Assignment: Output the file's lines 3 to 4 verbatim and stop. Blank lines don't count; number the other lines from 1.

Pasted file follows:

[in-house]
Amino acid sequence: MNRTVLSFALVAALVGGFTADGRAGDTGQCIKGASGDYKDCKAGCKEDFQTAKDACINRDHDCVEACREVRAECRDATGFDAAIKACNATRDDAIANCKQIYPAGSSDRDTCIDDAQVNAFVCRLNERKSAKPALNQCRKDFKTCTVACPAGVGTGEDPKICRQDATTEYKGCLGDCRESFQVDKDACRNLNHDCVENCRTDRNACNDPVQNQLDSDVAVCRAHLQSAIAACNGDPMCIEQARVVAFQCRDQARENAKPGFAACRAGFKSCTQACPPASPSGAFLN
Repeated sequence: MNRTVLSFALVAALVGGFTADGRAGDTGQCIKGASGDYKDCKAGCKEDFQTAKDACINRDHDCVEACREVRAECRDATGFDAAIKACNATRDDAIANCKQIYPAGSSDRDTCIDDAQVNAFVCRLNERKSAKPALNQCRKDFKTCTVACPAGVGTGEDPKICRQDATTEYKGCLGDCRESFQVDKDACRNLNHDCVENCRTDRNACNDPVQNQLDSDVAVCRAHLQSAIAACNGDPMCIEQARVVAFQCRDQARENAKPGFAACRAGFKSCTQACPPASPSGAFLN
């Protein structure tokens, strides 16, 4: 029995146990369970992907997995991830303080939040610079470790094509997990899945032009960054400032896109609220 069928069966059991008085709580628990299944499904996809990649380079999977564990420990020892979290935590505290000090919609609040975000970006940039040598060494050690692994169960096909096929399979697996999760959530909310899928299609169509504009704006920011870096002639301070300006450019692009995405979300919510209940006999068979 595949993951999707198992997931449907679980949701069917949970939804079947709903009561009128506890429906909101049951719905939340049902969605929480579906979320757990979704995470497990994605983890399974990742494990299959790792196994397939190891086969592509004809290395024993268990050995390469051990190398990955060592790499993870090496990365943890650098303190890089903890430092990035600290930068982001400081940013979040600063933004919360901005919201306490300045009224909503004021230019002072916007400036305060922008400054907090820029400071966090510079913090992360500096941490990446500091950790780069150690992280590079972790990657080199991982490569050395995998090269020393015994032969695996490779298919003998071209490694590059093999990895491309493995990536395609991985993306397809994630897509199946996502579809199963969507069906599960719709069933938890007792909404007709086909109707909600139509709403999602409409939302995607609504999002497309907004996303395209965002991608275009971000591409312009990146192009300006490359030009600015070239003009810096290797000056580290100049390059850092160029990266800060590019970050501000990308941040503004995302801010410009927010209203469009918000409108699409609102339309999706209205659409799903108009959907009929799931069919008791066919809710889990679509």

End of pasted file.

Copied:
Repeated sequence: MNRTVLSFALVAALVGGFTADGRAGDTGQCIKGASGDYKDCKAGCKEDFQTAKDACINRDHDCVEACREVRAECRDATGFDAAIKACNATRDDAIANCKQIYPAGSSDRDTCIDDAQVNAFVCRLNERKSAKPALNQCRKDFKTCTVACPAGVGTGEDPKICRQDATTEYKGCLGDCRESFQVDKDACRNLNHDCVENCRTDRNACNDPVQNQLDSDVAVCRAHLQSAIAACNGDPMCIEQARVVAFQCRDQARENAKPGFAACRAGFKSCTQACPPASPSGAFLN
């Protein structure tokens, strides 16, 4: 029995146990369970992907997995991830303080939040610079470790094509997990899945032009960054400032896109609220 069928069966059991008085709580628990299944499904996809990649380079999977564990420990020892979290935590505290000090919609609040975000970006940039040598060494050690692994169960096909096929399979697996999760959530909310899928299609169509504009704006920011870096002639301070300006450019692009995405979300919510209940006999068979 595949993951999707198992997931449907679980949701069917949970939804079947709903009561009128506890429906909101049951719905939340049902969605929480579906979320757990979704995470497990994605983890399974990742494990299959790792196994397939190891086969592509004809290395024993268990050995390469051990190398990955060592790499993870090496990365943890650098303190890089903890430092990035600290930068982001400081940013979040600063933004919360901005919201306490300045009224909503004021230019002072916007400036305060922008400054907090820029400071966090510079913090992360500096941490990446500091950790780069150690992280590079972790990657080199991982490569050395995998090269020393015994032969695996490779298919003998071209490694590059093999990895491309493995990536395609991985993306397809994630897509199946996502579809199963969507069906599960719709069933938890007792909404007709086909109707909600139509709403999602409409939302995607609504999002497309907004996303395209965002991608275009971000591409312009990146192009300006490359030009600015070239003009810096290797000056580290100049390059850092160029990266800060590019970050501000990308941040503004995302801010410009927010209203469009918000409108699409609102339309999706209205659409799903108009959907009929799931069919008791066919809710889990679509």